This review is a little over a week late. Well, not "late" per se, but about a week later than I had intended to write it. Normally this is something only my editor would need to know, but in the case of Airendipity, it's a good way to explain my experience with the app.
The concept behind Airendipity is that you write your feelings, quotes, questions or encouraging words in a short message and send it out to the world as a virtual paper airplane with complete anonymity. The main app screen features dozens of similar airplanes zooming all over the screen which you can capture, read, comment on and then send back into the fray. You can track the path of your messages and see what cities or countries it has landed in, which really helps to offer a human aspect to the whole experience.
Now, regarding the timeliness of my review (or lack thereof), I held off on penning my impressions of the app for about a week after first using it. To be honest, it didn't impress me at first. Most of the messages I read were famously overused quotes that I had seen a thousand times before, and my own messages didn't seem to really go anywhere other than Colorado (seriously, every single message I sent off ended up in Colorado after 24 hours, and refused to move).
At that point, I pretty much gave up. Writing about my rather unremarkable experience with Airendipity took a backseat to more pressing topics. Then, a few days ago, I pressed the Airendipity icon on accident when attempting to launch a different app I was reviewing. Rather than just close it out and get on with my life, I decided to check on the messages I had sent over a week earlier, and to my surprise, I spent the next half hour using the app.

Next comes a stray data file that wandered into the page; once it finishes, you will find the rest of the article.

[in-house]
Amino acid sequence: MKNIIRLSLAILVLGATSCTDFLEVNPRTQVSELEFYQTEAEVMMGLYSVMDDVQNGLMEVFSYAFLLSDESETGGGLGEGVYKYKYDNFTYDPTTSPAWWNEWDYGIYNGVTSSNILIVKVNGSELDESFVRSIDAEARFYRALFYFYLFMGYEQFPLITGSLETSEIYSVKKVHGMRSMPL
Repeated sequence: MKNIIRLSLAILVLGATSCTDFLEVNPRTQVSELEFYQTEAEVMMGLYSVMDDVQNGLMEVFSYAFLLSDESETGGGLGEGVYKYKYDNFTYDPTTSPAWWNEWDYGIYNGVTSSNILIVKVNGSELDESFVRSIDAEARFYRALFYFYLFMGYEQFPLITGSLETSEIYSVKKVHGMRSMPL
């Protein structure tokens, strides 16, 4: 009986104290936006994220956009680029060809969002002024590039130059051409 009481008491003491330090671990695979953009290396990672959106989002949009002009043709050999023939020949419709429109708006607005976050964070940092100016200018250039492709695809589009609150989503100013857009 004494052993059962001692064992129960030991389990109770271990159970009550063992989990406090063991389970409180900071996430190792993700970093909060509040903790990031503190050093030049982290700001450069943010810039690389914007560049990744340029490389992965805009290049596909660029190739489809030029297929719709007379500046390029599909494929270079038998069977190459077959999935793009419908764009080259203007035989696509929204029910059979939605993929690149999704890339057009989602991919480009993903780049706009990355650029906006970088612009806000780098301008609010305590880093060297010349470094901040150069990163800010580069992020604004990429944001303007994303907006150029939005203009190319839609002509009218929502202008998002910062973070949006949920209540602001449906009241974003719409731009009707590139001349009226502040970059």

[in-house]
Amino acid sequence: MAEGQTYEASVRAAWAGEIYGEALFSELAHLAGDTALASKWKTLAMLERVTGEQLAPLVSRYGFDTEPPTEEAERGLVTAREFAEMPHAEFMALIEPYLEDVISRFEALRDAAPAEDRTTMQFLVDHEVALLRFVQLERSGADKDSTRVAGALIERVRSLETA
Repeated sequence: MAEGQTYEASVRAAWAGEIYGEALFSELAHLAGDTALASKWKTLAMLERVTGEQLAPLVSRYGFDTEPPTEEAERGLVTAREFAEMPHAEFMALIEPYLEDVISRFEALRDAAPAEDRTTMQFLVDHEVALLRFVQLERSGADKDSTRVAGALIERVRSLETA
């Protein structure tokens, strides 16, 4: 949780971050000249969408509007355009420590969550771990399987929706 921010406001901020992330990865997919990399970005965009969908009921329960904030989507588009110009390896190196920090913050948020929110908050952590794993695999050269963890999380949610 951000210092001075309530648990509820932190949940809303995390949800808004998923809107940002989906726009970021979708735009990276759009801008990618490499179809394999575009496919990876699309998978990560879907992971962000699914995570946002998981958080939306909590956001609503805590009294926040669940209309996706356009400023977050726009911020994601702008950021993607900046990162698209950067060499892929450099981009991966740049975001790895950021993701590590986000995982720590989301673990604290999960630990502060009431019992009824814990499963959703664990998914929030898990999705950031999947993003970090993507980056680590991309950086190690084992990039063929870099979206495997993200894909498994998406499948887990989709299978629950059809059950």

My own paper airplanes had broken free of their Colorado chains and traveled the world while I was ignoring their very existence. Other Airendipity users had been reading my words and passing them on to others in South America, Hungary and even Saudi Arabia. Some of the readers "Loved" my posts by tapping the heart icon that appears on each note, while some simply read them and tossed them on to the next recipient.
There are some things that my brief hiatus didn't fix, however, including the insistence of many Airendipity users to snag quotes from famous individuals and pass them off as original, but that's a minor niggle in what is now a pleasant daily habit for me. Airendipity is free on the App Store, and I highly recommend you give it a look. In fact, give it several looks over the course of a week. You'll be happy you did.